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Honorable Ministers and Authorities,
Venerable Brothers in the Episcopate and Presbyterate,
Distinguished Ladies and Gentlemen!
A heartfelt and deferent greeting to the President of the Italian Republic, Honorable Giorgio Napolitano and to his kind wife, to which I unite my sincere gratitude for the cordial words, for the gifts of a violin and of a valuable score, and for this concert of sacred music by two great Italian authors. They are signs that manifest once again the bond between the Successor of Peter and this dear nation. A greeting to the President of the Council, Senator Mario Monti, and to all the Authorities. A sincere thank you to the Orchestra and Choir of the Teatro dell’Opera of Rome, to the two sopranos, and especially to Maestro Riccardo Muti for the intense interpretation and performance. Maestro Muti’s sensibility for sacred music is well known, as is his commitment to have this rich repertoire, which expressed in music the faith of the Church, better known. Because of this, I am also happy to confer on him a papal decoration. I express my gratitude to the municipality of Cremona, to the Walter Stauffer Musicology Center and to the Antonio Stradivari-La Triennale Foundation for having placed at the disposal of the first parts of the Orchestra some antique and precious instruments of their collections.
Antonio Vivaldi is a great exponent of Venetian musical tradition. Who does not know at least his Four Seasons! However, still not well known is his sacred production, which occupies a significant place in his work and is of great value, especially because it expresses his faith. The Magnificat, which we heard, is Mary’s song of praise and that of all the humble of heart, who recognize and acknowledge with joy and gratitude the action of God in their own life and in history; of God whose “style” is different from man’s, because he sides with the least to give hope. And Vivaldi’s music expresses praise, exultance, and also wonder in face of God’s work, with an extraordinary richness of sentiments: from the solemn chorale at the beginning, in which the whole Church magnifies the Lord, to the vivacious “Et exultavit,” to the most beautiful choral moment of the “Et misericordia” on which he pauses with bold harmonies, rich with improvised modulations, to invite us to meditate on the mercy of God who is faithful and extends himself to all generations.
With the two sacred pieces of Giuseppe Verdi that we heard, the register changes: we find ourselves before Mary’s sorrow at the foot of the Cross: Stabat Mater dolorosa. The great Italian opera composer, who looked into and expressed the drama of so many personages in his works, here sketches that of the Virgin who looks at her Son on the Cross. The music becomes essential, it almost “grips” the words to express the content in the most intense way possible, a great gamut of sentiments. Suffice it to think of the aching sense of “mercy” with which the Sequence begins, to the dramatic “Pro peccatis suae gentes,” to the whispered “dum emisit spiritum,” to the choral invocations charged with emotion, but also of serenity, addressed to Mary “fons amoris,” so that we can participate in her maternal grief and make our hearts burn with love for Christ, up to the last stanza, intense and potent prayer to God that the glory of Paradise may be given to the soul, ultimate aspiration of humanity.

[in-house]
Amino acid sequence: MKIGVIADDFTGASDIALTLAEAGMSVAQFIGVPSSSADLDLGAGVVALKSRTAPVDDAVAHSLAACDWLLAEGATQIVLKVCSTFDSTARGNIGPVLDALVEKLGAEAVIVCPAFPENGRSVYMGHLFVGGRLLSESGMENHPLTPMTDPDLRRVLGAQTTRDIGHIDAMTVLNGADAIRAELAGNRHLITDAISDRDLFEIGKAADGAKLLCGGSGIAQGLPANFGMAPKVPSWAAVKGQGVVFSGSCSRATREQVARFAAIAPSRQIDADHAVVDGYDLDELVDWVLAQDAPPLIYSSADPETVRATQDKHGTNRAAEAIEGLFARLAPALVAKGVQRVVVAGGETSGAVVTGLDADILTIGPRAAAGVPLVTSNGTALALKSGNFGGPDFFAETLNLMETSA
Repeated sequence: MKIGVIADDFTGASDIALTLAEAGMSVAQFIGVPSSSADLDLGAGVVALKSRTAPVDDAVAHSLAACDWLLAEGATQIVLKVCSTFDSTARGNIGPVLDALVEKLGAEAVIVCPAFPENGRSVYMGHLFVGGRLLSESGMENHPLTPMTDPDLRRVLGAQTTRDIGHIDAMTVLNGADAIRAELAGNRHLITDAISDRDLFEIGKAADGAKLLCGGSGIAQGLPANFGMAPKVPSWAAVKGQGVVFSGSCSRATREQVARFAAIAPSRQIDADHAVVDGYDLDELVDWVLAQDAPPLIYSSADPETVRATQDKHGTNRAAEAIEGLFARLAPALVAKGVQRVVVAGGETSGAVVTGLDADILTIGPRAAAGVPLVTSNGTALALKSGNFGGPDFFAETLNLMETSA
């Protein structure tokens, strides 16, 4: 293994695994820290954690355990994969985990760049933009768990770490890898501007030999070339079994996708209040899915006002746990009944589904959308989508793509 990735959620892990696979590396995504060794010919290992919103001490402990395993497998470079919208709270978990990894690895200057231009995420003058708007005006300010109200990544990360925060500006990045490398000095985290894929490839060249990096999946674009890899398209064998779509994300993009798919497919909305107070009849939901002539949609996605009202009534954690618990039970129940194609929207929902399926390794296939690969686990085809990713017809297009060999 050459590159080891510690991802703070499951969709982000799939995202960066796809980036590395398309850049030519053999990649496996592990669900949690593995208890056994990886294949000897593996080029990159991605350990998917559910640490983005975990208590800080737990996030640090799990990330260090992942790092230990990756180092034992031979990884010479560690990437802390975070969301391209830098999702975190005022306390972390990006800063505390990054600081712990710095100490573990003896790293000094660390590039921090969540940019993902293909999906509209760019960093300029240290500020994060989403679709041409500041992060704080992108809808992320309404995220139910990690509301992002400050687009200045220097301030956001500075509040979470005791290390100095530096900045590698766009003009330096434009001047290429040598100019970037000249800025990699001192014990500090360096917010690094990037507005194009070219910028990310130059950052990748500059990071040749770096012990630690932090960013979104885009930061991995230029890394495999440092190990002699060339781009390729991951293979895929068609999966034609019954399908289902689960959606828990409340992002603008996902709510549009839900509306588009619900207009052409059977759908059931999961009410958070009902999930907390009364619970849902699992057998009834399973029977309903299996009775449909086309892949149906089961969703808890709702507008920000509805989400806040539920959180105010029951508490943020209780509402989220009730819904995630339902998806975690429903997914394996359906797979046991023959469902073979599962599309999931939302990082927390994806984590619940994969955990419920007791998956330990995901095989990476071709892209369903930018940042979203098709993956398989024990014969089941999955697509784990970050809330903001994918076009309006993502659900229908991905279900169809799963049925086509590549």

The Te Deum is also a succession of contrasts, but Verdi’s attention to the sacred text is painstaking, in order to give a different reading from tradition. He does not see so much the song of the victories or crownings but, as he writes, the succession of situations: the initial exultance – “Te Deum,” “Sanctus” - the contemplation of the incarnate Christ, who liberates and opens the Kingdom of Heaven, the invocation to the “Judex venturus,” to have mercy, and finally the repeated cry of the soprano and the chorus “In te, Domine speravi” with which the passage closes, almost a request of Verdi himself to have hope and light in the last part of life. Those we heard this evening are the last two pieces written by the composer, not destined for publication, but written only for himself; in fact, he would have liked to have been buried with the score of the Te Deum.
Dear friends, I hope that this evening we can repeat to God with faith: In you, Lord, I joyfully place my hope, make me love you as your Holy Mother, so that at the end of the journey my soul may be given the glory of Paradise. Again thank you to Mr. President of the Republic, to the soloists, to the whole of the Teatro dell’Opera of Rome, to Maestro Muti, to the organizers and to all here present. May the Lord bless you and your loved ones. My heartfelt thanks!